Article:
Designing and Implementing Leader as Coach Programs

{Grant & Hartley, 2013. Developing the leader as coach: insights, strategies and tips for embedding coaching skills in the workplace. Coaching: An International Journal of Theory, Research, and Practice, 2013 Vol. 6, No. 2}

Short description: This article describes the basic steps and ingredients of effectively implementing an initiative to build and deploy a positive leadership culture based on the “leader as coach” as an essential component. These steps are:

Select and use an evidence-based approach;

Make it theoretically grounded and practical;

Design the program content;

Brand the program internally;

Use the organization’s respected figures as champions;

Use attraction rather than coercion;

Monitor, evaluate, and embed the culture change;

Make it personal;

Provide follow-up coach-the-coach sessions;

Mobilize a competent HR team;

Use prompts and cues to action.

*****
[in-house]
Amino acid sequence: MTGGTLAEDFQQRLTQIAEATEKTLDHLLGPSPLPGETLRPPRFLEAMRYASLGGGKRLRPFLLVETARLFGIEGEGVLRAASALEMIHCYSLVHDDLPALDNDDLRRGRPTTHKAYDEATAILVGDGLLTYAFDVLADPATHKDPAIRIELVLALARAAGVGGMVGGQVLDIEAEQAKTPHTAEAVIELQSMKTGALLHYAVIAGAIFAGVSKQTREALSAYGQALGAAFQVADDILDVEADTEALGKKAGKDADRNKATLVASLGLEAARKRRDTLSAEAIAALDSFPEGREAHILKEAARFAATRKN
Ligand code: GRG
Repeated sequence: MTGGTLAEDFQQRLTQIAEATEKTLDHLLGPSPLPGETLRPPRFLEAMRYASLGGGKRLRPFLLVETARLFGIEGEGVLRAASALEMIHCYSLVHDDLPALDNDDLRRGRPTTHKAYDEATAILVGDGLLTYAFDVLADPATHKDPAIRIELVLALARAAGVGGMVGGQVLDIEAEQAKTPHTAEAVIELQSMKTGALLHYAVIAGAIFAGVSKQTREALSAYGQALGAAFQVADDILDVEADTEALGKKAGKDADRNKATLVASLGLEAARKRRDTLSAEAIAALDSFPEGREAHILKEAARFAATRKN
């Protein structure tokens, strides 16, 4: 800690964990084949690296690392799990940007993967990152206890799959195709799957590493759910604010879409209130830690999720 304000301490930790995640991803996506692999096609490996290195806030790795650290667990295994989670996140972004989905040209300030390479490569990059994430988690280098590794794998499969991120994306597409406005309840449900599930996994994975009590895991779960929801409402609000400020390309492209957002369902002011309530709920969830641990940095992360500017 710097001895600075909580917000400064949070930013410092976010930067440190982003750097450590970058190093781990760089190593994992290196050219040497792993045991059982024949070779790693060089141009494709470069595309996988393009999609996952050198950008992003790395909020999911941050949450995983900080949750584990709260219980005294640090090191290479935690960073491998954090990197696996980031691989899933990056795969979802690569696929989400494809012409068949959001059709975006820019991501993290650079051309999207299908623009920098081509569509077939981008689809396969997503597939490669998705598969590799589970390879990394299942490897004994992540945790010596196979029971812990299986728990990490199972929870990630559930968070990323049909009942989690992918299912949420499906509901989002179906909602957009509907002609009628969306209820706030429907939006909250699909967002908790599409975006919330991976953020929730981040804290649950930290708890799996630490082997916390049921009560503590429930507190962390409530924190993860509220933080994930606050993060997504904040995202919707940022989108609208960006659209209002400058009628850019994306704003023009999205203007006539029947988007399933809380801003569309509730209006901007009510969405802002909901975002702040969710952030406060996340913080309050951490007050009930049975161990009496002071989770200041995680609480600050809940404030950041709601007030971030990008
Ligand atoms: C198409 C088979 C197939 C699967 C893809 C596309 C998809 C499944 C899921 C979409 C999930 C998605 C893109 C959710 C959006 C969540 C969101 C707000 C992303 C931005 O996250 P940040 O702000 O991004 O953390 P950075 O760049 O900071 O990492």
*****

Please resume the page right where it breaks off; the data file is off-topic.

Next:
Leadership behavior patterns in work organizations are the focus of leadership development initiatives. Workplace coaching skills are a recent addition to the leader’s toolkit. Many executives and organizational consultants have noticed that sending a leader to a workshop doesn’t make for an instant brilliant leader. Changing behavior is not a linear, single-step process. The road to effectiveness is somewhat slippery and wet. Developing a skill is one thing; adopting it into daily action is another. Three to six months is a realistic timeframe to embed new intentional behaviors, such as a new style of communicating and relating, as in the case of coaching skills. Learning transfer to the workplace cannot be separated from the learning initiative and is as important as its content and delivery.